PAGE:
Translation of browbeat in Spanish:

browbeat

intimidar, v.

Pronunciation /ˈbraʊˌbit//ˈbraʊbiːt/

past tense

  • 1

    intimidar
    they tried to browbeat me into joining them intentaron intimidarme para que me uniera a ellos
    • Earlier this week the Ministry tried to browbeat the teachers into compliance by instructing principals to send round a memo ‘requiring’ staff to perform all their duties.
    • Don't let politicians or the media browbeat you, intimidate you or lie about you.
    • Finally, Reno began to visit Ms. Furster on a regular basis and browbeat her with accusations and promises of a life sentence unless she cooperated (that is, told the jury what Reno wanted her to say).
    • He said: ‘I definitely did not browbeat her, it was a misunderstanding of my sense of humour.’
    • There, barring a few bad eggs whom you rarely get to hear about, most students are interested in education rather than browbeating other students.
    • I talk to very tough people, I don't browbeat children or old women, I browbeat people who can take it.
    • British television screens are once more hosting the talking heads - patronising, confident and ultra-informed - that have so often browbeaten us into following them along the path to social catastrophe.
    • And, to believe that ‘fighting back’ consists of browbeating our elected politicians into standing up and denouncing Republican badness and wrongness is infantile.
    • Their comments came as the new Lord Chief Justice warned ministers not to browbeat judges over how anti-terror laws and other legislation should be applied.
    • His was a strict Presbyterian Scottish background, and his father just browbeat him to get him to work so he'd get into university.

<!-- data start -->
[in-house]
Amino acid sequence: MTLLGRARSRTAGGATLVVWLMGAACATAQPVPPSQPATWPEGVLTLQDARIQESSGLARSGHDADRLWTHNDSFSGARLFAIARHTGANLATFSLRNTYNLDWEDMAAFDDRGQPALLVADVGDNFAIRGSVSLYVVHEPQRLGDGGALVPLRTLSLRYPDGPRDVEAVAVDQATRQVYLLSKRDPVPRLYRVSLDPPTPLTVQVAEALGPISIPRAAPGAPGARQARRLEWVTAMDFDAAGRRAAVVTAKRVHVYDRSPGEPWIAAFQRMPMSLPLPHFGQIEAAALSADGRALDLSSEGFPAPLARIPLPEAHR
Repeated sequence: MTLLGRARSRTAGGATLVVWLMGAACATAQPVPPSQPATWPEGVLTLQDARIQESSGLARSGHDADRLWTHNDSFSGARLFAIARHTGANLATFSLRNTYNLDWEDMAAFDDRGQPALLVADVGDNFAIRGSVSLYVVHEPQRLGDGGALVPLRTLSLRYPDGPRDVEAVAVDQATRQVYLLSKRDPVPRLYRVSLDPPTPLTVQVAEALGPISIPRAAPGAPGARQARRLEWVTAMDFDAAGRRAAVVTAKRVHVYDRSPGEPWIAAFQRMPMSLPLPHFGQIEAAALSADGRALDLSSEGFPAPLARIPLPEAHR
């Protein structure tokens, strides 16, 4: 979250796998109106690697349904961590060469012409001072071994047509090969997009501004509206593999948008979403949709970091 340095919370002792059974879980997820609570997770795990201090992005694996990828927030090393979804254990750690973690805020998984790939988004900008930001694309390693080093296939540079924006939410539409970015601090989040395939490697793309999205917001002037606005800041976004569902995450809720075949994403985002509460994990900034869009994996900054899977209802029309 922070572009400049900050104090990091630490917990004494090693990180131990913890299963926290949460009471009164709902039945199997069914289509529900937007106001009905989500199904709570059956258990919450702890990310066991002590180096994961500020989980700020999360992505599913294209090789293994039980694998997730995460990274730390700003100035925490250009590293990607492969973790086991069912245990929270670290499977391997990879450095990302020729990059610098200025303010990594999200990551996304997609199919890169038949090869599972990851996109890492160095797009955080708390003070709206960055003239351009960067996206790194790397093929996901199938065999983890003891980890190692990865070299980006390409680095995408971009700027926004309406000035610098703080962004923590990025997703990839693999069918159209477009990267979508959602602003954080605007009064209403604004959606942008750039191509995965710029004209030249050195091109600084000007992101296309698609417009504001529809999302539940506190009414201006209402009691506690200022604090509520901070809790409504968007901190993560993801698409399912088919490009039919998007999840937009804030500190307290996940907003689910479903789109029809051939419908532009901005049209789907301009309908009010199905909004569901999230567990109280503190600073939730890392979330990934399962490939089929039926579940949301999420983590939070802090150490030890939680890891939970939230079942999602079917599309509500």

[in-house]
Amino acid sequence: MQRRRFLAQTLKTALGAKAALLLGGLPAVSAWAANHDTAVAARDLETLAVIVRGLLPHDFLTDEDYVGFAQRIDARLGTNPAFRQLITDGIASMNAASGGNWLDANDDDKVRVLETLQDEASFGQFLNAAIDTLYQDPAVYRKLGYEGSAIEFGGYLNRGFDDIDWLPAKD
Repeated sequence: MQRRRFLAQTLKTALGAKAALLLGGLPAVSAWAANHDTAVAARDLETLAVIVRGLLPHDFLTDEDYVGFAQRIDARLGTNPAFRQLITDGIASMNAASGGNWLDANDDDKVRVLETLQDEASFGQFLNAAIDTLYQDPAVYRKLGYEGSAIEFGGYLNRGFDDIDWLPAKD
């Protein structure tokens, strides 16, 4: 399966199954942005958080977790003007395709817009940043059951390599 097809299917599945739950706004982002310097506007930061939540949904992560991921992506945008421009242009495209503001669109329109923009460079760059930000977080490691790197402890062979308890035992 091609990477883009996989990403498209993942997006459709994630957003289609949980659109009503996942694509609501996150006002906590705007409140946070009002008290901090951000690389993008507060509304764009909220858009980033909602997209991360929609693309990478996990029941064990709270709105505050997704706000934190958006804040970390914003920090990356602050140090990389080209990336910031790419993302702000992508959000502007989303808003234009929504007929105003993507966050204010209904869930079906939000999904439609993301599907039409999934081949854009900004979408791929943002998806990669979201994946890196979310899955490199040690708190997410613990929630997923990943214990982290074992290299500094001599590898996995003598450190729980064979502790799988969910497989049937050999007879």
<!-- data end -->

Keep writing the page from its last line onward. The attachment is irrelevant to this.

• As I was saying, if our mothers can't browbeat us into getting married, what hope has a faceless government bureaucracy?
    • Now, instead of browbeating his chosen boys into submission, he let them do whatever they wanted.
    • Instead, they browbeat her, repeatedly cut her off in mid-answer, accused her of ‘filibustering’ and said she was lying…
    • The people at Scottish Racing do not seem to be browbeating ministers, civil servants and enterprise companies, so I will do it for them.
    • Vote your conscience even if other jurors browbeat you.
    • It seems that they are cracking down on just about any kind of protest lately, trying to browbeat anyone that doesn't agree with them.
    • He impressed me then, as he does now, as someone who prefers to browbeat opponents rather than reason with them.
    • They're condemning and browbeating anyone who questions any of this, branding dissenters as unpatriotic and treasonous.
    • I knew that if I didn't say no straight away he would browbeat me into saying yes, or make me feel so guilty that I'd be practically begging him to stay.
    • Not surprisingly, departmental inquiries inevitably favor the offenders and browbeat women into abandoning their complaints, say social workers.